Editorial: Skeleton Tree By Nick Cave and the Bad Seeds Is The Heaviest Record Of 2016

Nick Cave, by Alwin Kuchler

Nick Cave, by Alwin Kuchler

Heavy metal is my world, and has been for decades, but the word “heavy” itself can be used to describe other types of music as well. Sure, hearing Pantera play ‘Suicide Note Pt. II’ live was the heaviest thing my ears have ever heard, but I’m talking about the heavy music that hits your heart as well. For example, when you hear ‘Redemption Song’ by Bob Marley, or Johnny Cash‘s cover of ‘Hurt,’ your whole soul feels like it has been taken over by the artist until the song ends. That’s the heavy I’m talking about, and last Friday Nick Cave and the Bad Seeds released the heaviest record of 2016.

Skeleton Tree (Bad Seed LTD) is the sixteenth album from this group, but one that has truly moved fans of all types of music, even Nergal from the mighty Behemoth.

New @nickcaveofficial in my hands!❤️??

A photo posted by Adam Nergal Darski (@nergal69) on

Why is the record so heavy? Well there are many reasons, with the main being the tragedy that hit Nick Cave‘s family in 2015. His fifteen year old son, Arthur, fell off the cliffs in Brighton, UK last year, and lost his life due to his injuries. While the writing for this record began before he lost his son, the lyrical dynamic obviously changed into something very dark, and very honest. His words have always been from his heart, but to hear a father open up about losing a son is something that affects you in an indescribable way. When he sings “All the things we love, we lose,” you can’t help but picture him with his son. When he can barely get through the lyrics “Nothing really matters when the one you love is gone … I need you,” you can’t help but break down, and those are just two examples of his painful honesty that is found in each and every song. While this may not be his best vocal performance, from a technical aspect, it’s one that every person who listens to it will remember. Losing a child is described as the worst thing imaginable for a parent, and you hear Nick Cave deal with that very horrible pain in every single world on this album.

While the lyrics stand out as the “heaviest” element of the record, the music behind the voice is just as impactful. The band has always evolved their sound over their three decades together on this planet, but with the tragic tale behind the making of this album, they added in new elements that send chills down your spine. Whether it’s a string section that suddenly stops so he can speak one word, a scratchy guitar chord, a synthesizer holding a low note underneath an entire track, or a strike on a piano key, they accompanied the lyrics with one of the darkest atmospheres I’ve ever heard in music. If they released the album as an instrumental, it would still be one of the heaviest records ever, but with the lyrics coming from a man dealing with a grief no man should ever feel, it all comes together to completely shake you to the core.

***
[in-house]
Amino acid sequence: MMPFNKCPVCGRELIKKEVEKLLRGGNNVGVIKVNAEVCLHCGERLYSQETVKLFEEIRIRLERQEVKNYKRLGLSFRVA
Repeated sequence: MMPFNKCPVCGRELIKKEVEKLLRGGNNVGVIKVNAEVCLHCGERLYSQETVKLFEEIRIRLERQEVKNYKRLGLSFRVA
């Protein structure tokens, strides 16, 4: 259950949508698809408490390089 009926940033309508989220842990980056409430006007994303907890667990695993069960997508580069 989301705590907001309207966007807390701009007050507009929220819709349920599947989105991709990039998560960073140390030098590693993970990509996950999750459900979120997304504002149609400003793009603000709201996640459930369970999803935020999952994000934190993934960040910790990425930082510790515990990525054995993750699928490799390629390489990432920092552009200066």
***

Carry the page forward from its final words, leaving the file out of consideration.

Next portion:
I applaud Nick Cave and the Bad Seeds for releasing this album. Not many artists would open themselves up during a time like this, but that’s one of the reasons why this record is so powerful. Hopefully this brought him some closure, or at least helped him deal with the undeniable grief for the time being. He does hint at a little glimpse of hope on the final track, so hopefully he has begun the process to heal, and will continue to create his beautiful music. If not, he has made his masterpiece.

Skeleton Tree is out right now, and I strongly urge you to pick it up. If you won’t take my word for it, read the thoughts of Randy Blythe on the record. The Lamb Of God front man feels like I do. This record is the definition of HEAVY.

THIS IS THE ALBUM OF THE YEAR. PERIOD. Nothing else has even a remote chance of coming close. In fact, with a very few exceptions, almost everything (& I do mean EVERYTHING) else looks, well, it looks utterly inconsequential compared to "Skeleton Tree", the latest from Nick Cave & The Bad Seeds. It's simply shattering. This Spartan album is agonizingly beautiful, as well as deeply, deeply heavy- when I say it's heavy, I do not mean heavy in the banal & cartoonish manner of down-tuned guitars on a metal record, I mean TRULY heavy- heavy like the grief that consumes the totality of someone's being when a person they love more than they love their own life dies. That is a brutal comparison, but entirely appropriate, as that's exactly what happened to this man- during the recording of the album last year, on July 14th 2015, Cave's 15 year-old son Arthur (one of 2 twin boys) fell to his death from a cliff near Brighton Beach, England. The expression of grief in Cave's lyrics & vocals is not the sharp & uncontrollable explosive cry uttered when a parent learns of their child's unexpected death, it is far worse- the dull, grinding, ever-present knife in the gut you feel in the supermarket line months later after the funereal. You are standing there trying to buy something to feed yourself & what is left of your family, & you suddenly realize you don't know if you feel more like killing yourself or the stranger in front of you. You have no idea of how to go on living anymore, you can't believe air is still somehow getting into your lungs, you are completely crushed & devoid of any sense of purpose- THAT is the heaviness of this album. Although it is a modern-day masterpiece (& I mean that in a 100% literal way), I would rather it never been made- I would not wish the events that precipitated its darkness on my worst enemy, much less a musician I respect so highly. I don't know how he found the strength to finish it- this is a REAL artist functioning at the highest level during the absolutely most horrifying of times. God bless you, Mr. Cave. I hope you find peace.

A photo posted by D. Randall Blythe (@drandallblythe) on


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